The National Patient Safety Foundations defines a quality patient advocate to be “…someone you trust who is willing to act on your behalf…who can work well with other members of your health care team.” (NPSF) As a patient advocate there will be an intervention that the patient wants to better their life, whether that is starting treatment, modifying interventions, or ending treatment. A nurse’s job is to supply knowledge about patient’s individual case in order for them to make an educated choice. A caring nurse will give their patient’s all the information including any and all approaches to circumstances. If a topic is beyond the scope of nursing practice it is up to the nurse to find someone who can give their patient’s correct information and ensure that all questions were answered. A
Team members will provide help in different aspects on each stage of her illness. Some of them are to support her family (children: care workers), others to help in everyday life in hospital (care assistant, cleaners). However the nurse is the person who integrate this team and the coordinator during all cancer treatment. Working under supervision provide a nurse with learning opportunities also according to Royal College of Nursing (2002): ‘’Clinical supervision aims to motivate nurses, while being client-centred and focussed on safeguarding standards of client care’’. (AC 1.1, 2.1) Jane may be uncertain about the side effects of chemotherapy and radiotherapy.
For nurses to be able to empathize with their patients and treat them with compassion, they have to be self-aware. When nurses are self-aware, they are able to positively change their attitude and actions in order to best understand how different people treat them, hence improving nurse- patient relationship. Relationships are easy until there is emotional turmoil. Thus, being self-aware is important to any health care professional that needs to manage their cognitive, affective and behavioural self in order to engage effectively in therapeutic relationship (Taylor, 2006). Self-awareness is important because it helps us to build a better understanding of ourselves.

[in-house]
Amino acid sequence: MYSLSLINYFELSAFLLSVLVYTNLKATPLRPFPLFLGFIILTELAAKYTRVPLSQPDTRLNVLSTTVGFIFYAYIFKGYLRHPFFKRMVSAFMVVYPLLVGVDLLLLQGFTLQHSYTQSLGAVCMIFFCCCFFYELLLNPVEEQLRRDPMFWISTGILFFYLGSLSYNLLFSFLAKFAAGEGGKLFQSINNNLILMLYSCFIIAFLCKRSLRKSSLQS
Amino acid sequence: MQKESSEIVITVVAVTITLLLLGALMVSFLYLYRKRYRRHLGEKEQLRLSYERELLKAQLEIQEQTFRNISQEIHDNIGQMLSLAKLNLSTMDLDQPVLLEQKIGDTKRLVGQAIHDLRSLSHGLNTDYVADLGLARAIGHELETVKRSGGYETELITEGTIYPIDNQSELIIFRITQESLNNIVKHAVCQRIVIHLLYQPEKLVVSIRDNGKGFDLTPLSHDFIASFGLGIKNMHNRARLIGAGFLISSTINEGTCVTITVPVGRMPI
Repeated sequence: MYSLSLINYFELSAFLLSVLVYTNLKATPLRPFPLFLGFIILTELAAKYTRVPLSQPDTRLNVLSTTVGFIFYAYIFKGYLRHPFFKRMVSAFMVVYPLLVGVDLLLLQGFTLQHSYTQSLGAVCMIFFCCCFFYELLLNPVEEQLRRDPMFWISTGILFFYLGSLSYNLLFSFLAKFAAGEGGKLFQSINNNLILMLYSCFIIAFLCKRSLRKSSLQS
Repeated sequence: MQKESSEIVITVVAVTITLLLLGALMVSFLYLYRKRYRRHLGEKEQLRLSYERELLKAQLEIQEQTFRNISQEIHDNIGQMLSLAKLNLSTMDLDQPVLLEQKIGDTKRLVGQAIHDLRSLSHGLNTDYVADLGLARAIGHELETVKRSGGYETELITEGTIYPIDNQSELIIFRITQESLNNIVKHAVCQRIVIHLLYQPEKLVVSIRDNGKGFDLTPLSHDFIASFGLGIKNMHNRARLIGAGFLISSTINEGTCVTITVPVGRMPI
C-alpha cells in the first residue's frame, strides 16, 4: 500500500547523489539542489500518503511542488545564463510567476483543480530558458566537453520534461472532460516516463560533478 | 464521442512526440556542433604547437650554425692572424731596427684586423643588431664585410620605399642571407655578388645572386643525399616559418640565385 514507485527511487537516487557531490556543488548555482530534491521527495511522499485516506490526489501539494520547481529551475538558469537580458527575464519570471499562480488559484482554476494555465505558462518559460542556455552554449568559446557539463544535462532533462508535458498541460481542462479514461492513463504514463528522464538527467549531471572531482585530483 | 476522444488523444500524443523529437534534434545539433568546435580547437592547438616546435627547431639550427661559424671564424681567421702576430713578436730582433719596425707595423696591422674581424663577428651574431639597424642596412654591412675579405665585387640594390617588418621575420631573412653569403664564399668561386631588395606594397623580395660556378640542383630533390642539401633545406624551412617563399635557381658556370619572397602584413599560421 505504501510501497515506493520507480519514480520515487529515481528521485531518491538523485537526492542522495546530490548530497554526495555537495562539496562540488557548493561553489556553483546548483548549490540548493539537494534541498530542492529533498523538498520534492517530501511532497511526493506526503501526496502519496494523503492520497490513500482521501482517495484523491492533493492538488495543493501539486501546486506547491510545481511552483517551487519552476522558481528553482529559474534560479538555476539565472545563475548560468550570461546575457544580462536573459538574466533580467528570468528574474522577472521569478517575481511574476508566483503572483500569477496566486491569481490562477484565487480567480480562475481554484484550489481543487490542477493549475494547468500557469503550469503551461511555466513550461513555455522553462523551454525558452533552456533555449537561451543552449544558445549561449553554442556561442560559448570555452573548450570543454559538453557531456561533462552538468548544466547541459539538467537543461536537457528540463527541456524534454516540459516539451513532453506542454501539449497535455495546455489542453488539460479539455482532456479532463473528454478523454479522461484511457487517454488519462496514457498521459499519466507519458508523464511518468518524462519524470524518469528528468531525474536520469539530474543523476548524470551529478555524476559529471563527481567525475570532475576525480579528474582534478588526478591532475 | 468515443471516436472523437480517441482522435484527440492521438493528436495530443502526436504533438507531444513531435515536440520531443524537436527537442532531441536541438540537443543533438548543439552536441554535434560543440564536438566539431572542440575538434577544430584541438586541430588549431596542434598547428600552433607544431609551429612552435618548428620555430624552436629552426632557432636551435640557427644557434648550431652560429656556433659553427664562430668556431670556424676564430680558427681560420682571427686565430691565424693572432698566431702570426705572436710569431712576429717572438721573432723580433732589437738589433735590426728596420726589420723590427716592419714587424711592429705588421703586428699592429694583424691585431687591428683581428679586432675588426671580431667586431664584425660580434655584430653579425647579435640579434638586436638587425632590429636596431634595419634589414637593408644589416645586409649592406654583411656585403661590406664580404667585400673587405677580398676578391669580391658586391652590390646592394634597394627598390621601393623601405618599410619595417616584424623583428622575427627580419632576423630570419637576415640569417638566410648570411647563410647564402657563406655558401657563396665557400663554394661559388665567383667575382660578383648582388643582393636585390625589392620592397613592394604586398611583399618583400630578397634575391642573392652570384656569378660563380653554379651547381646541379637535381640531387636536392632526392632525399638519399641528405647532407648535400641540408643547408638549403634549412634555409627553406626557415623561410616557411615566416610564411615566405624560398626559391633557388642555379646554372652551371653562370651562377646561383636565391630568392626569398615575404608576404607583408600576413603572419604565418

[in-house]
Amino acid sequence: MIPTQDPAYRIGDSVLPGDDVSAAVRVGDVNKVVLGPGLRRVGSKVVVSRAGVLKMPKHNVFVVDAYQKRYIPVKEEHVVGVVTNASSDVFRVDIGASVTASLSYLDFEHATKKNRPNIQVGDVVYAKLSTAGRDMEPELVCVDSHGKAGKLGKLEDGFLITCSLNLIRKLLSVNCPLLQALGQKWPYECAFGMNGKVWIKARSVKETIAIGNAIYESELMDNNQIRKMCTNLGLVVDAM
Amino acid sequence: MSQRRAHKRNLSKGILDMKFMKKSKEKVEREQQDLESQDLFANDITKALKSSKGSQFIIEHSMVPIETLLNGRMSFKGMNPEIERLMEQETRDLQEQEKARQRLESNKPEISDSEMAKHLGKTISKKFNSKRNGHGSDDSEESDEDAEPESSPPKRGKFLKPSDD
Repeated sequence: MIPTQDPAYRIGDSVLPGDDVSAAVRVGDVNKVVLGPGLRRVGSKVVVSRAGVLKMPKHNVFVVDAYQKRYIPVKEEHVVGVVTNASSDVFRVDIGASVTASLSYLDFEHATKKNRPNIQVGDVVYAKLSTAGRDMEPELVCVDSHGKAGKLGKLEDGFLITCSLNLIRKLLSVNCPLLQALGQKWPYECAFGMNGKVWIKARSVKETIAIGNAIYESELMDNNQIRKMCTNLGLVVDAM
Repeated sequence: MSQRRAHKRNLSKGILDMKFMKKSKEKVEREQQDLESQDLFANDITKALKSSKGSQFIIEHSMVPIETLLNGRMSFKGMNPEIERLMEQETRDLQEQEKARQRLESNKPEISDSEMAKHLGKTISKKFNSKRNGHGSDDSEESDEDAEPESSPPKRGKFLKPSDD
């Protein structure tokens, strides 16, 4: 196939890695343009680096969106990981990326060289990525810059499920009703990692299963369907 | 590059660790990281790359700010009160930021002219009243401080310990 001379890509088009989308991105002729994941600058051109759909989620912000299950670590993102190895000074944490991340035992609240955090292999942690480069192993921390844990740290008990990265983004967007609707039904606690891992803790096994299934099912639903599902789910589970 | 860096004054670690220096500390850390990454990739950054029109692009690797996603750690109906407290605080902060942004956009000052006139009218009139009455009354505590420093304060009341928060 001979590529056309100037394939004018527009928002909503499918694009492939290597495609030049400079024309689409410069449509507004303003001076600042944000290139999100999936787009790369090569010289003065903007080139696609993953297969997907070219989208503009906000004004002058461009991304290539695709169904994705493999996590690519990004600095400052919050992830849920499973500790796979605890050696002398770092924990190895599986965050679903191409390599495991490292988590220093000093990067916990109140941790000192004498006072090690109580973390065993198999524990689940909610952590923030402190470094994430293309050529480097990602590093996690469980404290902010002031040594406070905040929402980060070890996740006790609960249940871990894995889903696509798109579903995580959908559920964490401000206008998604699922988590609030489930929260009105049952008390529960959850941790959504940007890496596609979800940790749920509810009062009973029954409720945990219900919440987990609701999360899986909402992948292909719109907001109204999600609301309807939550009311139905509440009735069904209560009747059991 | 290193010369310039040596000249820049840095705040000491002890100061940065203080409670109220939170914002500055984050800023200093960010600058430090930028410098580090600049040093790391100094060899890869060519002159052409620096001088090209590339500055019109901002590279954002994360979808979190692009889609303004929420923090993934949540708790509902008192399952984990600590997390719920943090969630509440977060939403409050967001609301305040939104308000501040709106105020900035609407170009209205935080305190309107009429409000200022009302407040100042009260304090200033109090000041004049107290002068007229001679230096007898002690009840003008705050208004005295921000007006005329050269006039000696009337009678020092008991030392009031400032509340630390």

In order to receive and hold humanistic-altruistic values, a nurse must extend forward continuous love, kindness and mental awareness at all times. Altruism is essential in unlocking a nurse 's compassion and empathy therefore creating a more positive and healing environment for the patient. () Not only must a nurse show the proper care towards ones clients with an appropriate attitude, but taking care of an employees own self needs and requirements are
How May Nurses in Acute Settings Support Families in End of Life Care? The purpose of this paper is to provide insight into how nurses may better support families during end of life care. Nurses are faced with multiple tasks and responsibilities within their careers; however, are nurses fully prepared for the immense amount of responsibility that it takes to care for patients and their families during end of life care? I will use Ruland & Moore’s (1998) Peaceful End of Life Theory to explore how this theory is relevant to my research topic of how nurses in acute settings may support families during end of life care. In the form of a literature review, I will outline common themes found throughout the literature and identify the most prominent barriers that nurses, patients and their families face during end of life care.